The company developed all of the cutting, bending, fitting, and welding procedures over a time period of several years. The workers were trained over the years, and many of them were third-generation cutters, benders, fitters, and welders. In one case, four generations had worked on the same machines.
A strange thing happened on a job for a brand-new, overseas power generation company that was recommended to the company—the joint manufacturer—by possibly the largest producer of power generation equipment in the world. The customer had two (so-called) inspectors on-site for most of the job. Neither could speak English very well, and my workers had difficulty communicating with them. One of my welders actually took a day off because one of the guys borrowed a welding helmet and was looking over his shoulder with a camera in his hand.
I worked straight through the weekend (slept a little in the office) and watched as the inspectors filmed every move we made. They filmed me while I was performing fluorescent penetrant examinations on the joints. They even asked to see the spreadsheet that I used to accept or reject the joint.
Of course, my QC job package contained information about the A588 material and the AWS classification and specification for the wire.
The joint material was welded to A36 angles that allowed bolt holes to be placed in them for joining sections together and for fastening mounting brackets. These so-called inspectors measured the length and width of each part before and after fabrication. They even measured and photographed the dies we used on the job, and one of my workers saw them photographing other dies in the storage area.
At this point I called my supervisor and told him what was going on. He said there was nothing he could do since we agreed to a contract that said they could observe and photograph all phases of the work. I argued that they shouldn’t be allowed in any other part of the plant. He called the sales manager, who said these people were going to be huge customers because they had several power plants. At that point I gave in with reservations. Something was just not right.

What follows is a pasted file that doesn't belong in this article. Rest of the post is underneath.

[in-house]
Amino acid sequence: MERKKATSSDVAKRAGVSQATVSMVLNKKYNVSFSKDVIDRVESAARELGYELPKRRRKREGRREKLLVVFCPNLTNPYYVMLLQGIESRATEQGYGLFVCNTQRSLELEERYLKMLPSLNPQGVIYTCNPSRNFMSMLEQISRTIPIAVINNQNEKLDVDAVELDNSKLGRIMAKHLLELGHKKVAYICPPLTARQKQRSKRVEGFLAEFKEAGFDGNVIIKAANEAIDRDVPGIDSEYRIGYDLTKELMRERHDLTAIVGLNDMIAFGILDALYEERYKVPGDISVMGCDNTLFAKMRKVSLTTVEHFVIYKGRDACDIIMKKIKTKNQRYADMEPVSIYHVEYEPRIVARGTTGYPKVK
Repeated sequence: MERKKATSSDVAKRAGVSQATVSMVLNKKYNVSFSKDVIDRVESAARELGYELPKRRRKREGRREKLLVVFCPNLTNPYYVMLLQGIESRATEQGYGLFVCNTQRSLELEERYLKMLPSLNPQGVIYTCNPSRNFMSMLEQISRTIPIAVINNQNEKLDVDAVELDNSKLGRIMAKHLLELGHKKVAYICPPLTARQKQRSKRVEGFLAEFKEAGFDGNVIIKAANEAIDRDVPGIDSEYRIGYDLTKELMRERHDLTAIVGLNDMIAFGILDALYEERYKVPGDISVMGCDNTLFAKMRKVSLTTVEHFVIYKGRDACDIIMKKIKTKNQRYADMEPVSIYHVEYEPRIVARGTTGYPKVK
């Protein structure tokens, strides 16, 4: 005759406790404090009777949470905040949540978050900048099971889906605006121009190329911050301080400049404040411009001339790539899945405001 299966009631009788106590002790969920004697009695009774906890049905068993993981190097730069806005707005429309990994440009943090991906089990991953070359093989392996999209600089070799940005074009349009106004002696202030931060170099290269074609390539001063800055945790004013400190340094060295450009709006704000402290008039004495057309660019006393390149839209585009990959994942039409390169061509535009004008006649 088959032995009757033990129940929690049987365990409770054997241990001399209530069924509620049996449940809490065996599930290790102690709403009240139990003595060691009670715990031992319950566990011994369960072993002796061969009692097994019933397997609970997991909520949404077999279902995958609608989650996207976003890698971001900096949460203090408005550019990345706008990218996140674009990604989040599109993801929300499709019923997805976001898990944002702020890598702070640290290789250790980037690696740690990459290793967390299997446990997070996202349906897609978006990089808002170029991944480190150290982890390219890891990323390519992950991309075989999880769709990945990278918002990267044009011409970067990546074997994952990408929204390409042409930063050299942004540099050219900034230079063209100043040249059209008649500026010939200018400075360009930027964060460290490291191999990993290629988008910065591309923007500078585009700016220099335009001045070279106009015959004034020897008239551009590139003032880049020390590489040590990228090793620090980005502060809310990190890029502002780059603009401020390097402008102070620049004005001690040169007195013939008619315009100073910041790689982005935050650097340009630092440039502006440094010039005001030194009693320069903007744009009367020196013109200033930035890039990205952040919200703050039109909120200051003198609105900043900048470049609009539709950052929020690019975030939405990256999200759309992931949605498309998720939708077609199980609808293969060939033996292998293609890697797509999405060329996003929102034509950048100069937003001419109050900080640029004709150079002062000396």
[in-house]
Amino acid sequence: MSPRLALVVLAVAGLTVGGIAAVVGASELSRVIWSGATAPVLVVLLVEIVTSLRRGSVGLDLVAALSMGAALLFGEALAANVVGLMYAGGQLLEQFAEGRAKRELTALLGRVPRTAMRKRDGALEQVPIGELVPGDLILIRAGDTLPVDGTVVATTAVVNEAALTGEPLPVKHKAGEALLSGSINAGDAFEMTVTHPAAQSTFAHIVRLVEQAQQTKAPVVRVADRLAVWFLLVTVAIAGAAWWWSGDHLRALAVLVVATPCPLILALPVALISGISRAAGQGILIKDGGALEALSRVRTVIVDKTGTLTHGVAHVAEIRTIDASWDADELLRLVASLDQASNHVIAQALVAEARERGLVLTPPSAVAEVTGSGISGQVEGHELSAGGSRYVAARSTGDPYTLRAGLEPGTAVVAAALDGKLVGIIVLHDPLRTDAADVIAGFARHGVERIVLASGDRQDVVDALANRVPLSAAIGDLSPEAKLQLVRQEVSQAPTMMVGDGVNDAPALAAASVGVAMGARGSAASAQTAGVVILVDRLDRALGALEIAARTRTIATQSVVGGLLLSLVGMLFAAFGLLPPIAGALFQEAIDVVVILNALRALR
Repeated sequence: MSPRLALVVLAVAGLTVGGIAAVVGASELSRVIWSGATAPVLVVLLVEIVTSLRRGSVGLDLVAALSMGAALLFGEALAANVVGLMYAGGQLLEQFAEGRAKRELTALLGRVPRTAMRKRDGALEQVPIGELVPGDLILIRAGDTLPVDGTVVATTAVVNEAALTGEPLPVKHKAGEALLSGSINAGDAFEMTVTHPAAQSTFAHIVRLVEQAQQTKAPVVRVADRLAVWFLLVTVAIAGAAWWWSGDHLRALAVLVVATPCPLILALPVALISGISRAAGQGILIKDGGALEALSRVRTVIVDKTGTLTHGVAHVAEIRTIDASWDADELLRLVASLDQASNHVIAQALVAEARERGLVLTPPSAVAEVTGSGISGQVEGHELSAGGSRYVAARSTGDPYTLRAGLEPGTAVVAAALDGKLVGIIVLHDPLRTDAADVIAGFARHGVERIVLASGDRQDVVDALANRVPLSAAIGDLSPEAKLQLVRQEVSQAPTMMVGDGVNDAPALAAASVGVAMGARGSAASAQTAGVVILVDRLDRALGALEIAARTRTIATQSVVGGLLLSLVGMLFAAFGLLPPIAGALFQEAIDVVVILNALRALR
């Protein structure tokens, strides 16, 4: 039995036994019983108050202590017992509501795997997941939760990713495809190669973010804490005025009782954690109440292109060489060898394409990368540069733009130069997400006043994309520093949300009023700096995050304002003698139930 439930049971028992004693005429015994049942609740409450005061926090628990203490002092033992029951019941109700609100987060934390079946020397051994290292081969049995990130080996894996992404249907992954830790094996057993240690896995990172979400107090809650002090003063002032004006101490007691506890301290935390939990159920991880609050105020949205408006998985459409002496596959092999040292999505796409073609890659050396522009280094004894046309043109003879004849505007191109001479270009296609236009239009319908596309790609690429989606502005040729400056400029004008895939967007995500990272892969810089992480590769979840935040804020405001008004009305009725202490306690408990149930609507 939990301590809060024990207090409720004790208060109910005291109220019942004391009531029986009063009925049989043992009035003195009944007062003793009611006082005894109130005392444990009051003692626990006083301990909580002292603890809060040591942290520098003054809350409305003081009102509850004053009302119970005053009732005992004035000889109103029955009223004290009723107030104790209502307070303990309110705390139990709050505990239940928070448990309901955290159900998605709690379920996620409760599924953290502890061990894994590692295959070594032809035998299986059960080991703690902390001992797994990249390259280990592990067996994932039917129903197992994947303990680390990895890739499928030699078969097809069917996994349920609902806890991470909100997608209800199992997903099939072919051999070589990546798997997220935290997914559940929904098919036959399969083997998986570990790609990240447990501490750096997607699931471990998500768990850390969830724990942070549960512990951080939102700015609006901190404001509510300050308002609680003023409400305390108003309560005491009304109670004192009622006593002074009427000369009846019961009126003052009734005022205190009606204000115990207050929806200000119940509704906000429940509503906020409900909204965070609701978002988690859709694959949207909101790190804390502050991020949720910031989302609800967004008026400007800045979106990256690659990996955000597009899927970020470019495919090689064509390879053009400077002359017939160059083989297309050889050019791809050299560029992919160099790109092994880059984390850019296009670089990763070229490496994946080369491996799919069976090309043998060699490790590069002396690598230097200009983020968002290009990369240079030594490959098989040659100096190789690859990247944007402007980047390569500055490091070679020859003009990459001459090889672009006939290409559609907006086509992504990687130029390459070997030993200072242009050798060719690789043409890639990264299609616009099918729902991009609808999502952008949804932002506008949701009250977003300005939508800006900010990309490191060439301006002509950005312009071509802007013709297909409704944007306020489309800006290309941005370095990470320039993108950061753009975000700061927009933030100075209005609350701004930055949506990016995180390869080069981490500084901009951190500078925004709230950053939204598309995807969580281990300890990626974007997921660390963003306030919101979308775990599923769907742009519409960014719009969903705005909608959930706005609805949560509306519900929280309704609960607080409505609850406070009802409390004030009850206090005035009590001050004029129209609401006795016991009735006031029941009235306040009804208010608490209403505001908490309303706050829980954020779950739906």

They were making phone calls and sending e-mails a mile a minute, but I couldn’t understand what they were saying, because I didn’t speak their language; nor could I read their e-mails, even though I looked over their shoulders.
Near the end of the job, they went back over all the machines and took more pictures and looked at the leftover pieces that were by the press. They even took pictures of parts for other customers that were not even expansion joints.
My supervisor thought I was a bit paranoid, and I admit that I was very skeptical, but I had not seen such behavior in my nearly 50 years in the business. I had to ask them why they were taking pictures of items that did not concern their job. They appeared to be unable to understand what I was saying.
When the truck came to carry the joints to the Port of Charleston in South Carolina, these inspectors filmed the complete loading process. We had a special way of loading the joints to eliminate the possibility of buckling the thin material. We used leather-lined slings to minimize the scraping and scratching. They took close-up photos of all the loading equipment and apparatus and did not leave the plant until the truck pulled away and headed down the interstate. There were 10 more truckloads to build and ship, but we did not see another person posing as an inspector after that first load (Figure 5).
This happened about five years ago, and that company has never had another large expansion order to this day. It is making small sections for emergency repairs to existing joints (Figure 6). It seems that some European or Asian company is building the expansion joints for much less than the company I worked for, even factoring in shipping them across the ocean.
Is this industrial espionage or not?